“I remember ‘Hey, Barry, you run the mobile home portfolio, you must be the guy.’ I became chairman of the bankrupted company and reorganized. We released all of the top management and brought in a new president and I stayed in Chicago as chairman. That was at the end of 1987.”
Commodore wasn’t really an active part of the Zell group of companies; it was something they obtained almost by accident. The company was restructured to save production jobs and to keep that pipeline of homes to market.
“By then, my life had changed a bit. I married, and didn’t want to travel as much. I asked Sam if I could do something else. He offered half of Commodore, and I bought it. I bought the second half in 1992.”
Change and Re-Growth
Commodore at the time of the bankruptcy had 20 plants. Shein said “We ate off the seed corn”, indicating desperate measures were at hand to save the company.
“We ended up with five plants,” he said. “We expanded Goshen and closed Syracuse, Ind. We built the new plant in Shippenville, and then we built the Pennwest plant,” he said. “We also closed another archaic plant in Danville, Va., and we bought R-Anell out of bankruptcy.”
During bankruptcy and the years immediately following, Commodore built all HUD-code homes. Now the mix between modular and manufactured is even.
Commodore has two plants that are all mods, R-Anell and PennWest; Commodore of IN is primarily Mods. Midcountry Homes, Commodore Homes of Pennsylvania and Colony Factory Crafted Homes plants are primarily HUD.
“We’ve made our money, and we’ve grown our company staying under the radar. We don’t want to challenge the gorillas. We don’t have a huge corporate staff,” Shein said. “We have a group of people who run this as a family company. We care about our people, and our relationships with communities, dealers and builders.”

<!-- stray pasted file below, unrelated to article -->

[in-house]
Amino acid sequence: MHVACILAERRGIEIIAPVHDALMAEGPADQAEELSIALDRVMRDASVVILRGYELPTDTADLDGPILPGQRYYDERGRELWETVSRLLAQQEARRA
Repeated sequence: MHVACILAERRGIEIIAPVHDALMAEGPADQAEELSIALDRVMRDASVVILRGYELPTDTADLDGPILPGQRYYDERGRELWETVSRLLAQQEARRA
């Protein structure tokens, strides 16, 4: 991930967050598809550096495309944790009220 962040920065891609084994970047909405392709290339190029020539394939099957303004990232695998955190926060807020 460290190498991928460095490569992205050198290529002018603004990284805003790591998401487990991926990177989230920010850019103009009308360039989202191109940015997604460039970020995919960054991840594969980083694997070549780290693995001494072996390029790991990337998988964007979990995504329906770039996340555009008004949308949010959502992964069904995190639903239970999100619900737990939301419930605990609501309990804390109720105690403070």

Building Relationships One Home at a Time
Commodore Corporation pays special attention to its vendors, dealers, and home buyers. They build each home knowing the importance of the purchase to the homebuyer. They strive to have Commodore’s reputation for quality homes at a fair price be second to none.
“We always want to build a better house. Not a more expensive house, but a better house. That’s our mantra,” he said. “And all of the other stuff matters, too. I am very proud of our website. We’ve put a lot of time and attention into making it user friendly.
“We think sometimes the millennials might know as much about our homes as our dealers by the time they go in to actually see a home,” Shein said. “And that’s a good thing.”
Commodore has been blessed with big-time talent, Shein said.
Chief Operating Officer Bob Bender is the public face and future of the company. “He will take Commodore to a whole new level,” Shein said of Bender. “I have full confidence in that.”
Senior Vice President of Marketing and Sales Don Strick and Senior Vice President of Engineering Nader Tomasbi are integral to the company’s success, he said.
As for Shein, he winces at retirement plans.
“I guess I’ll retire when Bob shoves me out the door!” Shein exclaimed. “In the meantime, I am shifting a lot of the responsibility in giant chunks to Bob.”
Shein said the company’s top-flight team organically built the culture and continues to intentionally drive it by nurturing and advancing core values.
“This is all fairly new, and it’s something we came to,” Shein said of the core values. “A decade or so ago, we had a mission statement like everyone else.”
Commodore’s Core Values
- Relationships matter
- Create teamwork to win
- Curious to be better
- Diversity of thinking and debate
“That’s what drives us,” Shein said. Commodore Corporation pays membership dues and provides sponsorship support to both MHI and MHARR, as well as to the independent Manufactured Housing Buying Group run by Dave Roberson.
Shein and his wife Cari get great pleasure by giving back to the community including to public and private education and other local charities as well as the South Bend Symphony.